You know me, dear sister; I do not fancy being threatened by someone who is not related to me by any means. Such are the things that turn on my rare temper. In fact, if the man had stayed a bit longer, I would have hit him so hard with a stool. I do not play with looming furnaces. Not at all. 

When Georgie came home in the evening, I did not spare him anymore, like I had done in the previous days when I worshipped him like God. There was a precarious situation that had to be nipped in the bud. In fact, I did not even wait for him to get into the house without greeting me. I stopped him right at the door.

“Wai-wai-wait! Stop right there, Georgie,” I jumped up and stood on his way. The unexpected mention of his name and my new reaction after fifteen years in marriage stupefied him. That was not me, I know he must have told himself. He remained rooted one step into the house and stared at me with a great measure of disbelief written on his face. 

“Which organisation is this that you’ve thrown us all into, Georgie?” I went on. “Eeh? Tell me. After we’ve been in marriage for this long, you can still keep off something from me! I need to know about this Allied Brothers nonsense right away.”

At the mention of the title “Allied Brothers” his gazes quickly turned acerbic. He pushed me aside and walked into the house and straight to the bedroom, leaving me shaking my head and clicking myself in anger and discontent.

“Do as they have said,” I heard him say from the bedroom. I went to the bedroom’s door, and leaning against it, asked, “So you planned for this, eeh?” He did not reply. He came to the door and gave me a sneck posset. I did not bother him again. I was tired of his negative and non-collaborative reactions.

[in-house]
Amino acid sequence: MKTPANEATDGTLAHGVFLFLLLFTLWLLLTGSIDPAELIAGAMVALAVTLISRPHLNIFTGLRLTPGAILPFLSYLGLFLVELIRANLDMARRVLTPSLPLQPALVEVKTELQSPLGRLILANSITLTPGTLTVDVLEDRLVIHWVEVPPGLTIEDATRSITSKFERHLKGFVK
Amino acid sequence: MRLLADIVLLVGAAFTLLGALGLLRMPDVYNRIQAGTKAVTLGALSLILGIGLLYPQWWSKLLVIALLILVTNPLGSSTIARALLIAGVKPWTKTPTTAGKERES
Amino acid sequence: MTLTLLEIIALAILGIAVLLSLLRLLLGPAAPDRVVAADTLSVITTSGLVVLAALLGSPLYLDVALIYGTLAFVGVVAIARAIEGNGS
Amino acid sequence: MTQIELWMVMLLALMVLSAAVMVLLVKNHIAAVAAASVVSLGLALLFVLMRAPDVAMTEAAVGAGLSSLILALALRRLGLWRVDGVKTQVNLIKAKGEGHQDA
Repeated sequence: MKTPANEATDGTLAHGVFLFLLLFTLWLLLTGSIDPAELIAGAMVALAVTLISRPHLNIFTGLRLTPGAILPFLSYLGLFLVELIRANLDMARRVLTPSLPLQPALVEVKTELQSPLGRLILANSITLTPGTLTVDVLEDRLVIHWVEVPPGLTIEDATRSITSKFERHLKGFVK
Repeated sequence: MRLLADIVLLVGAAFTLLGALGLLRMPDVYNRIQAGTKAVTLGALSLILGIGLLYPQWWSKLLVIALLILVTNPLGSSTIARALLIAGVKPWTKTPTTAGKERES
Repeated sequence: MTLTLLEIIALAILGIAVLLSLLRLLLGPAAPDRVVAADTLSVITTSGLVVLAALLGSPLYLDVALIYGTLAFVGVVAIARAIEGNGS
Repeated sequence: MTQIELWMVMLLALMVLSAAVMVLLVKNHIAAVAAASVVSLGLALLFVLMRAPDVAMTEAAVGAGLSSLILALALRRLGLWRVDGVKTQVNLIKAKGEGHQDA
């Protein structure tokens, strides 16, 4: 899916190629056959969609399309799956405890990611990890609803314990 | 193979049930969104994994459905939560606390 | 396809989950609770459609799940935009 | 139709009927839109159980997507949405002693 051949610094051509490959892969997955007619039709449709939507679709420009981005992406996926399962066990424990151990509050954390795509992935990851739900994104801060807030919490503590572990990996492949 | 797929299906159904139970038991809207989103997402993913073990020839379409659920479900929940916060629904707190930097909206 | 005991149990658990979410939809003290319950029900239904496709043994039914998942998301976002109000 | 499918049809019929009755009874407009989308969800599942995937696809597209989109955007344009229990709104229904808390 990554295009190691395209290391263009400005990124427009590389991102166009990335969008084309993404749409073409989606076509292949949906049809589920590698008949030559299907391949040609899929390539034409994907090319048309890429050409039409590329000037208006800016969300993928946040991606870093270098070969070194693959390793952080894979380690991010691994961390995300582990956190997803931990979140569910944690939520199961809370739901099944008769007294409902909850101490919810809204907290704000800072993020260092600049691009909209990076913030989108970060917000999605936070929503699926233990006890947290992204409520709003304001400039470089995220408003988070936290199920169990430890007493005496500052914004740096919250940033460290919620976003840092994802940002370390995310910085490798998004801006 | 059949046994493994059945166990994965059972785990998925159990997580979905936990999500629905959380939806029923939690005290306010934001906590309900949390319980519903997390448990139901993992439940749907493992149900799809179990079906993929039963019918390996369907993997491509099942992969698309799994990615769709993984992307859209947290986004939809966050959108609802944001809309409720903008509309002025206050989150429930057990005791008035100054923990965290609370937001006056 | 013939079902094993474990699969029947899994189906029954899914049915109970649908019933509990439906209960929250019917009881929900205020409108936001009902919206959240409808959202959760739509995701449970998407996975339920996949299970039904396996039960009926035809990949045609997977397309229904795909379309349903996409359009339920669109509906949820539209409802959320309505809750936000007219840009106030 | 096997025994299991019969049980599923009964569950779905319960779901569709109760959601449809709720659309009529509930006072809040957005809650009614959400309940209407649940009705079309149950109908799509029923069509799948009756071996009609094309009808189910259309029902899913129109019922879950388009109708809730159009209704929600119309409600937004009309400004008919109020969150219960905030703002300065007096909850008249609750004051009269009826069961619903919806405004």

He did not take his tea as usual after bathing. He simply picked up his coat and staff and matched out. 

It is now 2343hrs and he has not returned, dear sister. I am worried about his safety. I am lying in my bed in complete turmoil. The complexities sorrounding this piece of shiny jewel that found space in my house a week ago have now rendered me flustered. 


Continue to Entry 9



  1. Finally, Linda found some courage!

    Liked by 1 person

    1. Yes, she did. Courage is important in facing life situations. She needn’t just be timid.

      Liked by 1 person

      1. You are so right there:)

        Liked by 1 person

  2. Yes. Thank you for your support. Always.


  3. Jules says:

    ‘sneck posset’ – I am not sure of the meaning of this, I think though it isn’t good. Like maybe a mean face or even perhaps a slap? Ah I did find it; the meaning for sneck posset: archaic A rejection, refusal, or cold reception; a closed door (as on a visitor). The first time I’ve ever read or heard this expression.

    I hope Linda can stay safe!

    Liked by 1 person

    1. I’m glad you learnt something new here. Linda is a good woman. I wish her the best too. Thanks for always taking your time to read.

      Liked by 1 person